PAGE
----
4. Assess the client’s risk exposures (e.g., longevity, economic, liability, healthcare)
5. Assess the client’s risk tolerances (e.g., investment, economic, liability, healthcare)
B. Gather Data
1. Summary of assets (e.g., cost basis information, beneficiary designations and titling)
2. Summary of liabilities (e.g., balances, terms, interest rates)
3. Summary of income and expenses
4. Estate planning documents
5. Education plan and resources
6. Retirement plan information
7. Employee benefits
8. Government benefits (e.g., Social Security, Medicare)
9. Special circumstances (e.g., legal documents and agreements, family situations)
10. Tax documents
11. Investment statements
12. Insurance policies and documents (e.g., life, health, disability, liability)
13. Closely held business documents (e.g., shareholder agreements)
14. Inheritances, windfalls, and other large lump sums
C. Recognize need for additional information

Domain 3 – Analyzing and Evaluating the Client’s Current Financial Status
A. Evaluate and document the strengths and vulnerabilities of the client’s current financial situation
1. Financial status
A. Statement of financial position/balance sheet
B. Cash flow statement 3
C. Budget
D. Capital needs analysis (e.g., insurance, retirement, major purchases)
2. Risk management and insurance evaluation
A. Insurance coverage
B. Retained risks
C. Asset protection (e.g., titling, trusts, business form)
D. Client liquidity (e.g., emergency fund)
3. Benefits evaluation
A. Government benefits (e.g., Social Security, Medicare)
B. Employee benefits
4. Investment evaluation
A. Asset allocation
B. Investment strategies
C. Investment types
5. Tax evaluation
A. Current, deferred and future tax liabilities
B. Income types
C. Special situations (e.g., stock options, international tax issues)
6. Retirement evaluation
A. Retirement plans and strategies (e.g., pension options, annuitization)
B. Accumulation planning
C. Distribution planning
7. Estate planning evaluation
A. Estate documents
B. Estate tax liabilities
C. Ownership of assets
D. Beneficiary designations
E. Gifting strategies
8. Business ownership
A. Business form
B. Employer benefits
C. Succession planning and exit strategy
D. Risk management
9. Education planning evaluation
A. Sources of financing
B. Tax considerations
10. Other considerations
A. Special circumstances (e.g., divorce, disabilities, family dynamics)
B. Inheritances, windfalls, and other large lump sums
C. Charitable planning
D. Eldercare (e.g., CCRCs, LTC, Nursing Home)
B. Identify and use appropriate tools and techniques to conduct analyses (e.g., financial
calculators, financial planning software, simulators, research services) 4

Domain 4 – Developing the Recommendation(s)
A. Synthesize findings from analysis of client’s financial status
B. Consider alternatives to meet the client’s goals and objectives
1. Conduct scenario analysis (e.g., changing lifestyle variables)
2. Conduct sensitivity analysis (e.g., changing assumptions such as inflation rate, rates of
return, time horizon)
C. Consult with other professionals on technical issues outside of planner’s expertise
D. Develop recommendations
1. Considering client attitudes, values and beliefs
2. Considering behavioral finance issues (e.g., anchoring, overconfidence, recency)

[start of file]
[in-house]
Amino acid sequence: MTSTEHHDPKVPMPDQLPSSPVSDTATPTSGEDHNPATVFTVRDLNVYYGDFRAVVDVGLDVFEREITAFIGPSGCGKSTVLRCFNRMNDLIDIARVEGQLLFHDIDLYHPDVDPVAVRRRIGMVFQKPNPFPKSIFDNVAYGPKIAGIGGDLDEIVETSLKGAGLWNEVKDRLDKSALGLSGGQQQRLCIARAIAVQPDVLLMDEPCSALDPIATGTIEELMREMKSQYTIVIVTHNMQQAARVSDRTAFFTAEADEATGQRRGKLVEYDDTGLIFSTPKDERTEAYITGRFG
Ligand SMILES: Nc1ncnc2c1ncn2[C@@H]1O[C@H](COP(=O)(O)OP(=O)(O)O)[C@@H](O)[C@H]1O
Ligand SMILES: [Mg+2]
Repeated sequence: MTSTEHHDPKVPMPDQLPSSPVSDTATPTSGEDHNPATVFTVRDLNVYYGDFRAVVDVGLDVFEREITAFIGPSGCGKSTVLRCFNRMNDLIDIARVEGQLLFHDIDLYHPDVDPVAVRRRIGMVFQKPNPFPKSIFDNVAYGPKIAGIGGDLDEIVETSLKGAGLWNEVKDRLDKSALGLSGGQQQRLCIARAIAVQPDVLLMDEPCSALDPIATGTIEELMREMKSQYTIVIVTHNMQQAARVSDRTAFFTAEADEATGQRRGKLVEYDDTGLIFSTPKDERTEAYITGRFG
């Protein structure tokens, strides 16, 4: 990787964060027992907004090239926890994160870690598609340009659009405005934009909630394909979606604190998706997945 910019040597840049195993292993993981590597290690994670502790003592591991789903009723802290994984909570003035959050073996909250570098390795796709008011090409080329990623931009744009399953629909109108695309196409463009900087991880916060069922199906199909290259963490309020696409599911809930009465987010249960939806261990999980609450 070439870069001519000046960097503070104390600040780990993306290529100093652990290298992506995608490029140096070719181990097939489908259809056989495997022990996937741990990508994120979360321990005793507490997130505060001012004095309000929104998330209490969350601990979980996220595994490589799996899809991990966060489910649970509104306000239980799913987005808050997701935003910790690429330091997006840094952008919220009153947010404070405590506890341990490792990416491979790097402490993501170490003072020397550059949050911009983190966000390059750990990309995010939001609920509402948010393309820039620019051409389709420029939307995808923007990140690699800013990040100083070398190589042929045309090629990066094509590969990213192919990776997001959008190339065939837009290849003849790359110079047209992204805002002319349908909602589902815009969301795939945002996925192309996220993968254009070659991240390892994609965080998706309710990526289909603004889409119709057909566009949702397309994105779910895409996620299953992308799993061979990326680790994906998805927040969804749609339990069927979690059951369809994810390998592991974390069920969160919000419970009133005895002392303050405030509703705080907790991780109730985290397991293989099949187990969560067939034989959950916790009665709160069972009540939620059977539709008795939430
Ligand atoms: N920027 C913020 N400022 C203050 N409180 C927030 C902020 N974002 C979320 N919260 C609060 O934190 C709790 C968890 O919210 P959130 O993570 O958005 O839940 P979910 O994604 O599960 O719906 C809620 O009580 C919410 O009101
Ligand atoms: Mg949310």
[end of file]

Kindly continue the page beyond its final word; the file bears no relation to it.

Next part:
3. Consider interrelationships among financial planning recommendations
E. Document recommendations

Domain 5 – Communicating the Recommendation(s)
A. Present financial plan to the client and provide education
1. Client goals review
2. Assumptions
3. Observations and findings
4. Alternatives
5. Recommendations
B. Obtain feedback from the client and revise the recommendations as appropriate
C. Provide documentation of plan recommendations and any applicable product disclosures to
client
D. Verify client acceptance of recommendations

Domain 6 – Implementing the Recommendation(s)
A. Create a prioritized implementation plan with timeline
B. Assign responsibilities (e.g., CFP® professional, client, other professional(s))
C. Support the client directly or indirectly with implementation of the recommendation(s)
D. Coordinate and share information, as authorized, with others
E. Define monitoring responsibilities with the client (e.g., explain what will be monitored, frequency
of monitoring, communication method(s)

Domain 7 – Monitoring the Recommendation(s) 
A. Discuss and evaluate changes in the client’s personal circumstances (e.g., aging issues,
change in employment)
B. Review the performance and progress of the plan with the client
C. Review and evaluate changes in the legal, tax and economic environments
D. Make recommendations to accommodate changed circumstances
E. Review scope of work and redefine engagement as appropriate
F. Provide client ongoing support (e.g., counseling, education) 5
Domain 8 – Practicing within Professional and Regulatory Standards
A. Adhere to CFP Board’s Code of Ethics and Professional Responsibility and Rules of Conduct
B. Understand CFP Board’s Disciplinary Rules and Procedures
C. Work within CFP Board’s Financial Planning Practice Standards
D. Manage practice risk (e.g., documentation, monitor client noncompliance with
recommendation(s)
E. Maintain awareness of and comply with regulatory and legal guidelines

Closing Comments

  • Tomorrow’s show will be an interview with Jake DeSyllas from The Voluntary Life. Let me know if you have any questions that you’d like me to ask him.
  • If you have questions for Jacob at Early Retirement Extreme, email them to me, please.
  • May I ask a favor? Please go and leave a review in iTunes. If you do that and then email me, I will send you one of our brand new Radical Personal Finance t-shirts as a thank you gift!